There is nothing like the topic of unions to bring out people's unquestioning love of the state. Whether you're on the right or the left, the problem of unions—whether we want more or less of them, or whether they should have more or less influence—is almost inevitably answered with, "more state involvement please!"

We expect this type of response from those on the farthest and most loony left—think Sid Ryan, head of the morally and financially bankrupt Ontario Federation of Labour—but I'm always puzzled when those who traditionally look more skeptically on the state's use of coercive power take up the same tune.

I am a fan of Lord Conrad Black. I almost always find his writing compelling and I usually learn from it, I find his tone pompous but endearing for that, and I have no end of admiration for his thoughts on the American justice system. That system is—as he perspicaciously puts it—unfair, hypocritical and barbaric. The time the American system kept his body captive has lent—yes, admit it—a powerful voice and incisive mind to those who share concerns about the vast waste of both human and financial resources in the American prison system. He, of all people, should know the fickle and occasionally pernicious character of both states and markets—especially when they find themselves with a common enemy.

It is because of this that I find his response to Canada's very real union problems so strange. In his Saturday column, Black calls for a dismantling of public sector collective bargaining. In fact, he goes further. Here's the key quote:

Collective bargaining is a defiance of the free market, which is efficient and meritocratically fair. Union rules standardize, regiment, stifle initiative, discourage enterprise, and concentrate power to intimidate and influence political decision-making in the hands of unrepresentative and self-serving cabals. Unionization divides any enterprise and creates a them-and-us-mentality that is a collapsed lung that cripples and stultifies any organization.

Laws must be constantly reviewed and updated to prevent abuse by employers. And civilized and liveable working conditions must be assured as a matter of inalienable right to everyone. But the surest guaranty of such rights is the free market, as exploited workers will not produce competitive products or services, and will defect from or sabotage by their sullenness any employer who so treats them.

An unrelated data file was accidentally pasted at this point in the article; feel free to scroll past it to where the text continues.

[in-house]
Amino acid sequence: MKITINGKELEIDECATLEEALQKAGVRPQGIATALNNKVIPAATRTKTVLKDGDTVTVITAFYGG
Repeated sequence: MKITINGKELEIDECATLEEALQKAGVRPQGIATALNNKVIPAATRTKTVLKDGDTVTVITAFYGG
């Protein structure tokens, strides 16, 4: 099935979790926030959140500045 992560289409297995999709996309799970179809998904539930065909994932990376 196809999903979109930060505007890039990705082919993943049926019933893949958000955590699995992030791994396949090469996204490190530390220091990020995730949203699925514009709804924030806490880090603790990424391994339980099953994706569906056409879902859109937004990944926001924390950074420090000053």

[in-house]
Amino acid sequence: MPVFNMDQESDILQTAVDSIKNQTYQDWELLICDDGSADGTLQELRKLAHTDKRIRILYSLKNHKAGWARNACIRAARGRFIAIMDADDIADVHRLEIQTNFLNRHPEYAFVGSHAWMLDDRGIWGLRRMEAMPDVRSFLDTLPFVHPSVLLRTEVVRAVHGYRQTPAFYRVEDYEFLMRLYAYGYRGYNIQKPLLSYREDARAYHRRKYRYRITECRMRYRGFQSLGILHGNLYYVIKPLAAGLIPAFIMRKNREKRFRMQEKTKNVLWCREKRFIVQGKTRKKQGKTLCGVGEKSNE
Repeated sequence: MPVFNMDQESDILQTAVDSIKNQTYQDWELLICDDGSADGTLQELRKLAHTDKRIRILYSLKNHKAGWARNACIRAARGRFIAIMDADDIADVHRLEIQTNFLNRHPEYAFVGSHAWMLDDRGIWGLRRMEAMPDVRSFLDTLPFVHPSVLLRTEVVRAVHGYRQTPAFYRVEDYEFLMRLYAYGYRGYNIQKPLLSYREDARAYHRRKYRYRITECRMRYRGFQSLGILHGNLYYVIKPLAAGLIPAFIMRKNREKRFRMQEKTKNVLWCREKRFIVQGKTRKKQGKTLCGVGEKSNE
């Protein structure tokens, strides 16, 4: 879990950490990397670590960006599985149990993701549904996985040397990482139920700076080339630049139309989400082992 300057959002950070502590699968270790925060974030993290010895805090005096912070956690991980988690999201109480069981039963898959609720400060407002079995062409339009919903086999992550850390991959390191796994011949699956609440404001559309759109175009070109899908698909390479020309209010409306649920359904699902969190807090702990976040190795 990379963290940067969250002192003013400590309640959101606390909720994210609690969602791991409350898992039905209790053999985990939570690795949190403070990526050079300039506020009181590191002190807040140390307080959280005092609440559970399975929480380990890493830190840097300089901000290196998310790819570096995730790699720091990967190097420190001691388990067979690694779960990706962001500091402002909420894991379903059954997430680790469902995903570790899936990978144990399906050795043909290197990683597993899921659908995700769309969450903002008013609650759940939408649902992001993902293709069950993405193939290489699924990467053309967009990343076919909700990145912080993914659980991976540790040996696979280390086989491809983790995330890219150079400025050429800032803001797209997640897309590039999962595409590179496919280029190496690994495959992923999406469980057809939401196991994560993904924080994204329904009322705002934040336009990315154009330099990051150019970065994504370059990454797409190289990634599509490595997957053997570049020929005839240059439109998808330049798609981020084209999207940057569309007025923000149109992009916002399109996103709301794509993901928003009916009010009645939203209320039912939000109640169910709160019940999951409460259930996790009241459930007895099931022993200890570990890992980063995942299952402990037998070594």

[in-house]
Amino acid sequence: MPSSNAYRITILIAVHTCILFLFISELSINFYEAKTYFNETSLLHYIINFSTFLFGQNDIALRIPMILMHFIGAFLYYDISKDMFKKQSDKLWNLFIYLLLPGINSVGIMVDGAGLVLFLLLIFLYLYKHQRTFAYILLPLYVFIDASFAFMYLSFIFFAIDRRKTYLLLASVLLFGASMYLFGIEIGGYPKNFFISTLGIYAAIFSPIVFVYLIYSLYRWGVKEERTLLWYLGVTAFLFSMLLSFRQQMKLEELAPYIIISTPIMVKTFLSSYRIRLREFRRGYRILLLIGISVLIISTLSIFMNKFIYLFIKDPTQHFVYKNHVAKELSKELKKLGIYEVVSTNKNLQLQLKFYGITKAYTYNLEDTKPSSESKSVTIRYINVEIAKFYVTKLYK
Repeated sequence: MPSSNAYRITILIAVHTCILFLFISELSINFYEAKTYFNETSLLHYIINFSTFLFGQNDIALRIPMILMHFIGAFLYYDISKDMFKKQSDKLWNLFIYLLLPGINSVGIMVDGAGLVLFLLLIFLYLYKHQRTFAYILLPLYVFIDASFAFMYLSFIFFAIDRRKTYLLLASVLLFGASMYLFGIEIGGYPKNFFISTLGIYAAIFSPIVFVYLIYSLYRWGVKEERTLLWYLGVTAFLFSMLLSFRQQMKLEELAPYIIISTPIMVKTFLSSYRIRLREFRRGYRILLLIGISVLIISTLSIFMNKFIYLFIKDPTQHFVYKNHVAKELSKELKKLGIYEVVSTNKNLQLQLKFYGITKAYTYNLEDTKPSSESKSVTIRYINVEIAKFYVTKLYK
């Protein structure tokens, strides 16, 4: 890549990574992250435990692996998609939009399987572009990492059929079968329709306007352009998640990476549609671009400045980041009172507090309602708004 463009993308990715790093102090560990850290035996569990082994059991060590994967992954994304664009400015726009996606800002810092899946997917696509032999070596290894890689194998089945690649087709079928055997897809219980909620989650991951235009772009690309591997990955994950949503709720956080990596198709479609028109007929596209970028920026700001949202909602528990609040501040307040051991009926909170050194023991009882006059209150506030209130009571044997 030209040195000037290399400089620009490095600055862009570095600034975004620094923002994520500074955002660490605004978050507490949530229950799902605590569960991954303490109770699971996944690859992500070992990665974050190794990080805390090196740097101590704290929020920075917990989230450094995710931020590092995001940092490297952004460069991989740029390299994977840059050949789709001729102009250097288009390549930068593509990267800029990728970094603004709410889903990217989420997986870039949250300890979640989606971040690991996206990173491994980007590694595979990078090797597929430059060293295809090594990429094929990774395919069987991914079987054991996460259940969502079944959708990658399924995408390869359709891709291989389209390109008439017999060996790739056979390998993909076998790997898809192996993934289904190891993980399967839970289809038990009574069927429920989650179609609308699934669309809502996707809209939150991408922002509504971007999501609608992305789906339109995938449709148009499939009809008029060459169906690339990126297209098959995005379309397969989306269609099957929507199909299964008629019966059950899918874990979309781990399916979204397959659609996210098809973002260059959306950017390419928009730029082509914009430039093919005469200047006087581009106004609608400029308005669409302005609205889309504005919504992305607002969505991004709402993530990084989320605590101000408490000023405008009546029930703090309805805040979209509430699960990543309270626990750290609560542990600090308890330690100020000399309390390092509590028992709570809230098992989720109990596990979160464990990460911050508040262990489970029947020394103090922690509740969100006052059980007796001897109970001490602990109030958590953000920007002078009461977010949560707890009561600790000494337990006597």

Yes, markets are usually efficient and yes, they are usually meritocratically fair, but only someone without experience of the human condition would say this is true writ large. We know first-hand that markets can actually be both horribly inefficient and meritocratically unfair. Don't believe me? Ask Mark Carney, or Roger Martin, or Fr. Raymond De Souza. Markets will be both inefficient and unfair because they are human institutions, and humans are often horrible creatures. Whom then, do we trust to keep these in line? The state?


Well, states see things a certain way, and they certainly viewed Lord Black in a particularly nasty way. Why put primary trust in them to regulate the lives of working people? Maybe organizations made up of workers might have a bit more insight into what is best for them. In fact, it is workers' organizations (formal or informal) that spring up in places where the state and the market step out of line. In Communist Poland, it was a trade union that stuck out its tongue at the apparatchiks who thought that the state knew what was in workers' interests. Solidarnosc fought for fairness against a state-run command economy, and won. In China—which is all laissez-faire free market, no enforced regulation—it is spontaneous collective bargaining that is demanding "liveable working conditions" and "inalienable rights."

Black's criticisms of unions are not unfair. And his diagnosis of the problem is spot on. But his prescription—getting rid of collective bargaining—will violate the first rule of medicine. It will do harm. Best to consult with another doctor.